Consciousness, higher-order content, and the individuation of vehicles

Synthese 134 (3):477-504 (2003)
Abstract
One of the distinctive properties of conscious states is the peculiar self- awareness implicit in them. Two rival accounts of this self-awareness are discussed. According to a Neo-Brentanian account, a mental state M is conscious iff M represents its very own occurrence. According to the Higher-Order Monitoring account, M is merely accompanied by a numerically distinct representation of its occurrence. According to both, then, M is conscious in virtue of figuring in a higher-order content. The disagreement is over the question whether the higher-order content is carried by M itself or by a differ- ent state. While the Neo-Brentanian theory is phenomenologically more attractive, it is often felt to be somewhat mysterious. It is argued (i) that the difference between the Neo- Brentanian and Higher-Order Monitoring theories is smaller and more empirical than may initially seem, and (ii) that the Neo-Brentanian theory can be readily demystified. These considerations make it prima facie preferable to the Higher-Order Monitoring theory.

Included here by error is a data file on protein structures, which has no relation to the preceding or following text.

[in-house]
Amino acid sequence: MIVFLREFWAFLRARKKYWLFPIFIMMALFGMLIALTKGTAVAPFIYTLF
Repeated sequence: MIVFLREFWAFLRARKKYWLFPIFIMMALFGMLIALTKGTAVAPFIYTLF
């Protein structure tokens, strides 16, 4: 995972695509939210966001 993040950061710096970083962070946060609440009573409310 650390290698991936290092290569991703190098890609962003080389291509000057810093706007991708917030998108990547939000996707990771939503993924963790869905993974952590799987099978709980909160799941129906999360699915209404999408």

Keywords Consciousness  Content  Metaphysics  Monitoring  Self-awareness
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    Uriah Kriegel (2005). Naturalizing Subjective Character. Philosophy and Phenomenological Research 71 (1):23-57.
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